Mega-millionaire, 79, admits offshore tax evasion

A Palm Beach heiress and charity benefactor pleaded guilty Tuesday tousing foreign bank accounts to hide more than $43 million from the IRSin one of the largest cases in the continuing U.S. crackdown on offshoretax evasion.

Mary Estelle Curran, 79, will pay nearly $21.7million in penalties after admitting she filed two years of false taxreturns. She failed to disclose her Switzerland and Liechtensteinaccounts on federal tax returns from 2001 to 2007, according to aJustice Department announcement.

Curran faces a maximum six-yearprison term at a scheduled March 29 sentencing, though a plea agreementfiled in court suggested that the applicable guideline level in her casewould be 30 months to 37 months.

She must also file amendedfederal tax returns for 2001 through 2007 and pay $667,716 in overduetaxes, plus interest and penalties.

"U.S. citizens who seekto avoid their tax obligations by hiding income in undeclared bankaccounts abroad should by now be fully on notice that they will be heldaccountable for their actions, both civilly and criminally," said U.S.Attorney Wifredo Ferrer of Florida's Southern District.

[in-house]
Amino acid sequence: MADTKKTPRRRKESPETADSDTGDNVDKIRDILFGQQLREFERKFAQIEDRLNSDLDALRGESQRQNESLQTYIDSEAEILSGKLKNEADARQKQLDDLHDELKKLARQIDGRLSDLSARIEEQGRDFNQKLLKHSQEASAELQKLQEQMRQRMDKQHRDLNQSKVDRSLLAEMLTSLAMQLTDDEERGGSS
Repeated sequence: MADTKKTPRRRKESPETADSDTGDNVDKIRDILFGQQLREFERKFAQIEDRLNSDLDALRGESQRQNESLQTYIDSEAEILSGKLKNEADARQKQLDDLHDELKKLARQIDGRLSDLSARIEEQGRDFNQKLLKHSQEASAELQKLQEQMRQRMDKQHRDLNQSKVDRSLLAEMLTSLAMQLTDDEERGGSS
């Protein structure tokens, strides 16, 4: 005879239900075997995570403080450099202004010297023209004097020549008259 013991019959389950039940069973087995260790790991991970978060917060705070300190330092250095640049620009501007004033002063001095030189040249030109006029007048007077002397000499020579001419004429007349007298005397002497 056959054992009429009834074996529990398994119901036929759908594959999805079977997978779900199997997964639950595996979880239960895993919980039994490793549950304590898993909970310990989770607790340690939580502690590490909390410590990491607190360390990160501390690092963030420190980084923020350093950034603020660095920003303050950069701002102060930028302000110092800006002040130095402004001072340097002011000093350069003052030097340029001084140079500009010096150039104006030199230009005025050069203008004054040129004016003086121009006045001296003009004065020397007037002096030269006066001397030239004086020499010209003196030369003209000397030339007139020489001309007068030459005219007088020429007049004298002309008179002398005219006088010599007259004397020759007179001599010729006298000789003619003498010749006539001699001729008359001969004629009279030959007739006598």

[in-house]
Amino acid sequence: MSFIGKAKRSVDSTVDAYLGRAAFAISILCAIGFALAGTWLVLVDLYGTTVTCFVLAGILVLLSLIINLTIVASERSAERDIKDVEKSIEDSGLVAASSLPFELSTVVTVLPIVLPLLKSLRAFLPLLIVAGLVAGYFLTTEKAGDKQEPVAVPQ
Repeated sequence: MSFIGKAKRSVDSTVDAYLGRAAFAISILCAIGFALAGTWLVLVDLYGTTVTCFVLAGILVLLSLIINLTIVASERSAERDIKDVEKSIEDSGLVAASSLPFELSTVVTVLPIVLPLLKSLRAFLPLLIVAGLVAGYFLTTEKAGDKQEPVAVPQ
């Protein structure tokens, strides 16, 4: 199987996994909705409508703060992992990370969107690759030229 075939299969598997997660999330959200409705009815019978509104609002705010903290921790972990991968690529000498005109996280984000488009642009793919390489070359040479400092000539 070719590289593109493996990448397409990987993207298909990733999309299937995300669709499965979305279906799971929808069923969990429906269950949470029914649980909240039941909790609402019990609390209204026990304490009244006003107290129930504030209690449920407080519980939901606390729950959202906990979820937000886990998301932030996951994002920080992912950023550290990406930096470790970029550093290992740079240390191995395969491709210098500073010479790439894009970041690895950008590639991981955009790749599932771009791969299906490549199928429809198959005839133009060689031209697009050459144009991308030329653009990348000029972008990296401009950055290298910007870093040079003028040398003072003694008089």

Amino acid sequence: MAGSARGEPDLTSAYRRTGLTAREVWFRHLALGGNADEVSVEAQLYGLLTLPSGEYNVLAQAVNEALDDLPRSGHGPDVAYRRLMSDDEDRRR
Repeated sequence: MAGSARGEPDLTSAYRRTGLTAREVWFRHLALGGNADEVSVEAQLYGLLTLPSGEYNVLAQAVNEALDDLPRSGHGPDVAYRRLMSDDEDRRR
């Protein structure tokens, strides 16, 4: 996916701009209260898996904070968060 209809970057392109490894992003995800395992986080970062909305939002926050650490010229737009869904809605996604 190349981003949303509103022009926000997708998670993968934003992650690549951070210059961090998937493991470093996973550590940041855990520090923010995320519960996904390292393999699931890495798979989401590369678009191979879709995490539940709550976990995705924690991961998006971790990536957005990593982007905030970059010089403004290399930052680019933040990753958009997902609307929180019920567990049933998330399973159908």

Theguilty plea and prospect of prison time come in sharp contrast withCurran's life in a five-bedroom, six-bathroom Palm Beach family home,which estimates is worth more than $3 million.

Additionally, a 2011 report in the Palm Beach Daily Newsshows Curran has given years of support and service to Opportunity Inc.Early Childhood Center, which provides education to children of needyfamilies. She also has been a supporter of the Rehabilitation Center forChildren and Adults, a 2010 Palm Beach Daily News report shows.

Curran's attorney, Roy Black, famed for his successful defense ofWilliam Kennedy Smith on rape charges in Palm Beach, did not respond to aphone message seeking comment.

Curran is the latest of dozensof offshore banking clients snared in the offshore tax-evasioncrackdown launched by the Justice Department and IRS in 2008. Sheinherited the offshore accounts from her husband, Mortimer. He died in2000, according to a statement of facts filed Tuesday in her court case.

Court records show some of her assets were held in the names ofoffshore firms at UBS, a Swiss banking giant that in 2009 agreed to a$780 million settlement of federal criminal charges that it had helpedwealthy American clients evade taxes.

In 2008, fiduciariesmanaging Curran's financial affairs closed the UBS accounts andtransferred the assets to a Liechtenstein bank under a corporate name,the court records show.


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